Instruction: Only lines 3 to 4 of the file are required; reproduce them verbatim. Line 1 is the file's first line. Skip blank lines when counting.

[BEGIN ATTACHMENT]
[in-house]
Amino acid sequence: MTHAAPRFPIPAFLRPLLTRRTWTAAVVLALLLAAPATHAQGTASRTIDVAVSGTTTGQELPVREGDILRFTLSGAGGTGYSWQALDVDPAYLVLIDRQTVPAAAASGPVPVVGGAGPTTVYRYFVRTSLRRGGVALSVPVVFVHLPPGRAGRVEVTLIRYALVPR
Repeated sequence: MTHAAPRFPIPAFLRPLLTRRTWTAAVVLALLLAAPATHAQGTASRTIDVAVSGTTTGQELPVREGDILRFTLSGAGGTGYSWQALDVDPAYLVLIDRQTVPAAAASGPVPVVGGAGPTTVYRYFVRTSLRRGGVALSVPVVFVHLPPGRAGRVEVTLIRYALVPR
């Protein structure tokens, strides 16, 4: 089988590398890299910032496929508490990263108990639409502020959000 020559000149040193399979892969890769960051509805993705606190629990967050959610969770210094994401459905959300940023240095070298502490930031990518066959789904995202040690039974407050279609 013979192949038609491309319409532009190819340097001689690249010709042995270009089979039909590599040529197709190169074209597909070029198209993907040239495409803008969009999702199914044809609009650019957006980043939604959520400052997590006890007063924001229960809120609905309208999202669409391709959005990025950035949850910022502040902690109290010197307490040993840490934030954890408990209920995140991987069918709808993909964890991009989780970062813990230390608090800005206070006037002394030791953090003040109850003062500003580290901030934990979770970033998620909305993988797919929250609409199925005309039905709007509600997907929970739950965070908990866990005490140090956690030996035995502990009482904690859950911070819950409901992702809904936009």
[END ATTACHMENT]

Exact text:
Repeated sequence: MTHAAPRFPIPAFLRPLLTRRTWTAAVVLALLLAAPATHAQGTASRTIDVAVSGTTTGQELPVREGDILRFTLSGAGGTGYSWQALDVDPAYLVLIDRQTVPAAAASGPVPVVGGAGPTTVYRYFVRTSLRRGGVALSVPVVFVHLPPGRAGRVEVTLIRYALVPR
């Protein structure tokens, strides 16, 4: 089988590398890299910032496929508490990263108990639409502020959000 020559000149040193399979892969890769960051509805993705606190629990967050959610969770210094994401459905959300940023240095070298502490930031990518066959789904995202040690039974407050279609 013979192949038609491309319409532009190819340097001689690249010709042995270009089979039909590599040529197709190169074209597909070029198209993907040239495409803008969009999702199914044809609009650019957006980043939604959520400052997590006890007063924001229960809120609905309208999202669409391709959005990025950035949850910022502040902690109290010197307490040993840490934030954890408990209920995140991987069918709808993909964890991009989780970062813990230390608090800005206070006037002394030791953090003040109850003062500003580290901030934990979770970033998620909305993988797919929250609409199925005309039905709007509600997907929970739950965070908990866990005490140090956690030996035995502990009482904690859950911070819950409901992702809904936009």